Forgive me for the extended metaphor, but just as there are categories of sounds in other languages that we do not have (we might have the sound and just not label it, or sometimes the sound is missing entirely), there are also words in other languages that convey nuances different than we assume. In the lexicon by Liddell and Scott, πειρασμός is given one short line: “trial, temptation.” 2 Rather than alternate meanings (i.e. 1.trial, 2. temptation), they are interrelated terms. 3 I think that πειρασμός, which is translated as “trial” in James, has a connotation of suffering that sometimes becomes a tempting circumstance, and this interrelated meaning of trial and temptation is not immediately apparent to our ears if it were simply translated “temptation.” Instead, it seems to be temptation that usually comes from experiencing suffering.
If my interpretation that πειρασμός means a trial that tends to lead to temptation and sin, then it affects how we pray the Lord’s prayer and how we see Jesus’s time in the wilderness (and the Israel’s time). Jesus was under a trial because he was led to not eat or drink, and he was away from friends and family in the wilderness. In the context of his suffering, he encountered temptation, yet he did not sin. When we pray as Jesus taught us, “lead us not into temptation, but deliver us from evil,” we are praying to not be put into trying, difficult circumstances where we might be tempted to sin.
|πειρασμός (peirasmos) 4 ESV|
And lead us not into temptation, but deliver us from evil.
Watch and pray that you may not enter into temptation. The spirit indeed is willing, but the flesh is weak.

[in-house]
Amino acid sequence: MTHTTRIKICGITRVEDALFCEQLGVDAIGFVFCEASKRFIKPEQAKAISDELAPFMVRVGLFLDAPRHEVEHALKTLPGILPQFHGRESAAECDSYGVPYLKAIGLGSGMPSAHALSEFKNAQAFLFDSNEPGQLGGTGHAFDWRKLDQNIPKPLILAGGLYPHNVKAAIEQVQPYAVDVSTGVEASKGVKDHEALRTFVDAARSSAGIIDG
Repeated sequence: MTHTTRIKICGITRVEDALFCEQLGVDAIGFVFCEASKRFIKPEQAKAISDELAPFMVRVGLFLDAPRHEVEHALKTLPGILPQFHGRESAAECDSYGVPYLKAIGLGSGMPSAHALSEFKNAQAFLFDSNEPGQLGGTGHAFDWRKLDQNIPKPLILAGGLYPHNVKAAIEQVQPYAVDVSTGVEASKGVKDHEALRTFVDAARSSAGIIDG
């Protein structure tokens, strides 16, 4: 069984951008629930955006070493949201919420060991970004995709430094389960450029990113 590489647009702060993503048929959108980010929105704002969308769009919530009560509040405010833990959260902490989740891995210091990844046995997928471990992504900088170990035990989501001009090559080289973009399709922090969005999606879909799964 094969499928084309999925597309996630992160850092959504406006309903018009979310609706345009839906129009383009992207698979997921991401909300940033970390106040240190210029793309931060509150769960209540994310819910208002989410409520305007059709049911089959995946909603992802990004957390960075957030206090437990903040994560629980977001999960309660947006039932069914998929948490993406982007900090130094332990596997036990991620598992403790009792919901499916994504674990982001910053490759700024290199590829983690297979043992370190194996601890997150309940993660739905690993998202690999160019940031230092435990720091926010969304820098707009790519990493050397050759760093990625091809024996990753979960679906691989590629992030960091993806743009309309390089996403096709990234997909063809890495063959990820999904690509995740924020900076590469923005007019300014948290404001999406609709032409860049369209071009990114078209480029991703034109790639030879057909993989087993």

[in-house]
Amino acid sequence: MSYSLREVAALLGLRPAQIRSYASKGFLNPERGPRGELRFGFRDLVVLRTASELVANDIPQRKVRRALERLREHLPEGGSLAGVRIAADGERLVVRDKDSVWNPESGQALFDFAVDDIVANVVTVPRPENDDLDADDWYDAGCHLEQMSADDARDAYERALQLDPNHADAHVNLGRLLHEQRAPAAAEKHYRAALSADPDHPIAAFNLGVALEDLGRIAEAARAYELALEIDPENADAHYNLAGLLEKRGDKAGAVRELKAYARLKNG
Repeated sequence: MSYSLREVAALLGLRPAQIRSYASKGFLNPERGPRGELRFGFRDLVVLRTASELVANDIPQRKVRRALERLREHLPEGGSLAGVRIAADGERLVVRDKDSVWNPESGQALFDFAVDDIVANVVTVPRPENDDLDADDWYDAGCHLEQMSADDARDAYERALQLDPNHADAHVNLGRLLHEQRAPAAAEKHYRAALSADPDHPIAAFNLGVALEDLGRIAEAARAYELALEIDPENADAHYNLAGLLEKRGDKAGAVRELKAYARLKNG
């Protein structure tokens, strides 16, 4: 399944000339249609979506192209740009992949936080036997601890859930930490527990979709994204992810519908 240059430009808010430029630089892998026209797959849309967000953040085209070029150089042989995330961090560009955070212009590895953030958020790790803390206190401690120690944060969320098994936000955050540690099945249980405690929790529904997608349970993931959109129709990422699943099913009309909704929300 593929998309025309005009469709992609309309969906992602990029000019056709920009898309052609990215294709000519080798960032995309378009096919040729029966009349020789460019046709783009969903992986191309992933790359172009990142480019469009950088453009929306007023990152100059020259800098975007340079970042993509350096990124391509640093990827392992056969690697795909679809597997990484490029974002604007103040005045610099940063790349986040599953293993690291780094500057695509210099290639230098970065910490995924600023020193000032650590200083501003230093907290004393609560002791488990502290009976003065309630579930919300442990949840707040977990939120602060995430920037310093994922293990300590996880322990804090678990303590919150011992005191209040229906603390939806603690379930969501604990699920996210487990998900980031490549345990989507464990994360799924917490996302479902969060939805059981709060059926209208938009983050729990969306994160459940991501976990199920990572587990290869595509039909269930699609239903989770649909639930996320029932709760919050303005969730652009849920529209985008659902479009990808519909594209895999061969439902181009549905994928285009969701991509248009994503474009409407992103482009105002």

Watch and pray that you may not enter into temptation. The spirit indeed is willing, but the flesh is weak.
And when the devil had ended every temptation, he departed from him until an opportune time.
And the ones on the rock are those who, when they hear the word, receive it with joy. But these have no root; they believe for a while, and in time of testing fall away.
…And lead us not into temptation.…
You are those who have stayed with me in my trials, 29 and I assign to you, as my Father assigned to me, a kingdom,
And when he came to the place, he said to them, “Pray that you may not enter into temptation.”
and he said to them, “Why are you sleeping? Rise and pray that you may not enter into temptation.”
serving the Lord with all humility and with tears and with trials that happened to me through the plots of the Jews;
No temptation has overtaken you that is not common to man…
…God is faithful, and he will not let you be tempted beyond your ability, but with the temptation he will also provide the way of escape, that you may be able to endure it.